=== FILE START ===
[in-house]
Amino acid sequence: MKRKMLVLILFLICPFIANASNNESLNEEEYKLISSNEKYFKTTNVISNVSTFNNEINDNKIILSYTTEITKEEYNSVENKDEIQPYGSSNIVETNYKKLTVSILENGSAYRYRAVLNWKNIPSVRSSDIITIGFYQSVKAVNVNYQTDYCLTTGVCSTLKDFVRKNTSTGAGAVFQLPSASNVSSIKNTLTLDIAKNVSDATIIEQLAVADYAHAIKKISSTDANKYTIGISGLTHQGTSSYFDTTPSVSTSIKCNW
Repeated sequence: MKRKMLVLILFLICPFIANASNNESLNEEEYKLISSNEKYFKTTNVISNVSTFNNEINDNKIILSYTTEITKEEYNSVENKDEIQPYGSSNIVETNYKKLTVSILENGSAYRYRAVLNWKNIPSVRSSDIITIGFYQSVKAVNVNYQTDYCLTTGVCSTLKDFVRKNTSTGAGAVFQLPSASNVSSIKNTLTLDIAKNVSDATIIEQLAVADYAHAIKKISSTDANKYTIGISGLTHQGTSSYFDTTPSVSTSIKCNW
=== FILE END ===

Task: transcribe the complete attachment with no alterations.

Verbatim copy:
[in-house]
Amino acid sequence: MKRKMLVLILFLICPFIANASNNESLNEEEYKLISSNEKYFKTTNVISNVSTFNNEINDNKIILSYTTEITKEEYNSVENKDEIQPYGSSNIVETNYKKLTVSILENGSAYRYRAVLNWKNIPSVRSSDIITIGFYQSVKAVNVNYQTDYCLTTGVCSTLKDFVRKNTSTGAGAVFQLPSASNVSSIKNTLTLDIAKNVSDATIIEQLAVADYAHAIKKISSTDANKYTIGISGLTHQGTSSYFDTTPSVSTSIKCNW
Repeated sequence: MKRKMLVLILFLICPFIANASNNESLNEEEYKLISSNEKYFKTTNVISNVSTFNNEINDNKIILSYTTEITKEEYNSVENKDEIQPYGSSNIVETNYKKLTVSILENGSAYRYRAVLNWKNIPSVRSSDIITIGFYQSVKAVNVNYQTDYCLTTGVCSTLKDFVRKNTSTGAGAVFQLPSASNVSSIKNTLTLDIAKNVSDATIIEQLAVADYAHAIKKISSTDANKYTIGISGLTHQGTSSYFDTTPSVSTSIKCNW